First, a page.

The UC Davis Cross Cultural Center recently held its third annual Intercultural Educational Retreat. The well-attended event was billed as an opportunity "to turn fear and lack of knowledge into acceptance, cooperation and community harmony." Without question, it succeeded.
The REACH retreat, which stands for Reaffirming Ethnic Awareness and Community Harmony, was themed "Exploring Ethnicity and Spirituality." The Jan. 11-13 event was attended by more than 120 people - about twice the number that opted to attend last year. I was invited to participate as a guest speaker and was greatly impressed by what I witnessed and experienced during my short time with the participants.
The retreat offered a safe environment for students and faculty and staff members to explore and talk about issues of culture, ethnicity, disabilities, gender and sexual orientation while building a greater sense of community.
Staff participants included Griselda Castro of Student Affairs and Chicana/o studies, Janet Gong of Student Affairs, Stephanie Hubbard from Student Housing and Linda Alexander of the Learning Skills Center. Faculty participants included Karen Shimakawa of Asian American studies and Sergio de la Mora of Chicana/o studies.
Interactive sessions and discussion groups helped attendees gain self-knowledge and self-appreciation, improve their intercultural communication and identify strategies that promote diversity and the Principles of Community.
Upon my arrival, I was immediately struck by the number of students I met who mentioned how fatigued they were from the first full day of events. Work that day had centered around issues of ethnicity, cultural identity and differentiating spirituality from religion, and students said the activities had been challenging and emotionally draining. Even the process of just opening communication with other students from differing backgrounds and perspectives was difficult for many.
In the end, the group had developed a better understanding of a task that we too often verbalize as a simple thing - but one which in application is not - "developing an appreciation and respect for differences."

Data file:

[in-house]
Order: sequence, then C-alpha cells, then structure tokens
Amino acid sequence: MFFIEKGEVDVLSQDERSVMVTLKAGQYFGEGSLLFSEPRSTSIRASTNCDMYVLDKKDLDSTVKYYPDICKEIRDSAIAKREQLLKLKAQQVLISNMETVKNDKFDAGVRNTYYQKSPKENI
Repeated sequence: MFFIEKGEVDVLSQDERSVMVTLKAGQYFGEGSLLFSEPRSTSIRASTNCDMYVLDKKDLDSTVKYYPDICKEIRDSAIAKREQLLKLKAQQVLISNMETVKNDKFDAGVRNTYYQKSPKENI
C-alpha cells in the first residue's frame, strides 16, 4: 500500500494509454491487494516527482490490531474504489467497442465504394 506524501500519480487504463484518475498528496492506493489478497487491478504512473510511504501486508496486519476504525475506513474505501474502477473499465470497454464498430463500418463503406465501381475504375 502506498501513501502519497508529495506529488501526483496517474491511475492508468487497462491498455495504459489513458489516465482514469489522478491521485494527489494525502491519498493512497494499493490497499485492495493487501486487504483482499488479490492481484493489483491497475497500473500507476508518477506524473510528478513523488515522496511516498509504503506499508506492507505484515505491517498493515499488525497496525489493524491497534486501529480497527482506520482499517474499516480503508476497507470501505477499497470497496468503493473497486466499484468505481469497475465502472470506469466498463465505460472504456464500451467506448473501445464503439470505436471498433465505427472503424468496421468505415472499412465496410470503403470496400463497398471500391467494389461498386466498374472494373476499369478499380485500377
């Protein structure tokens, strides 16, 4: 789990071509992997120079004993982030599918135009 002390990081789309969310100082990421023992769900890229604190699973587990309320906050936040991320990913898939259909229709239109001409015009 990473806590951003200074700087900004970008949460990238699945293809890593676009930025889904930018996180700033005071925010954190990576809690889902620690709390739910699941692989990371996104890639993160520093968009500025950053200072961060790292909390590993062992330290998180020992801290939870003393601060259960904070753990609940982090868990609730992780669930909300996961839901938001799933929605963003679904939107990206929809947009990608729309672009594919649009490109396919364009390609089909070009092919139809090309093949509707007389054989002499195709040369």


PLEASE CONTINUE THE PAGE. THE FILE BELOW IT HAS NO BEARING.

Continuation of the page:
REACH retreats push students beyond simple verbal affirmation of the Principles of Community to address how we put those principles into operation. Participants develop action plans that identify areas in which they are willing to invest their time during the winter, spring and fall quarters. And on April 10, during a 2000-02 retreat reunion, past participants will discuss what they have been working on.
We cannot live the Principles of Community by simply saying them or committing them to memory. We must take some course of action to bring these principles to life. The passage "We recognize that each of us has an obligation to the community of which we have chosen to be a part" speaks volumes about the nature of true commitment to these principles.
On Jan.11-13, more than 120 members of the campus communty took a course of action that demonstrated their true commitment. I encourage all members of our community to seek out intercultural activities, classes, workshops, seminars, forums and events. For details about such programs and activities, contact the Office for Campus Community Relations at (530) 752-2071 or email@example.com.
Rahim Reed is associate executive vice chancellor for campus community relations. His columns appear quarterly in Dateline.
Amy Agronis, Dateline, (530) 752-1932, firstname.lastname@example.org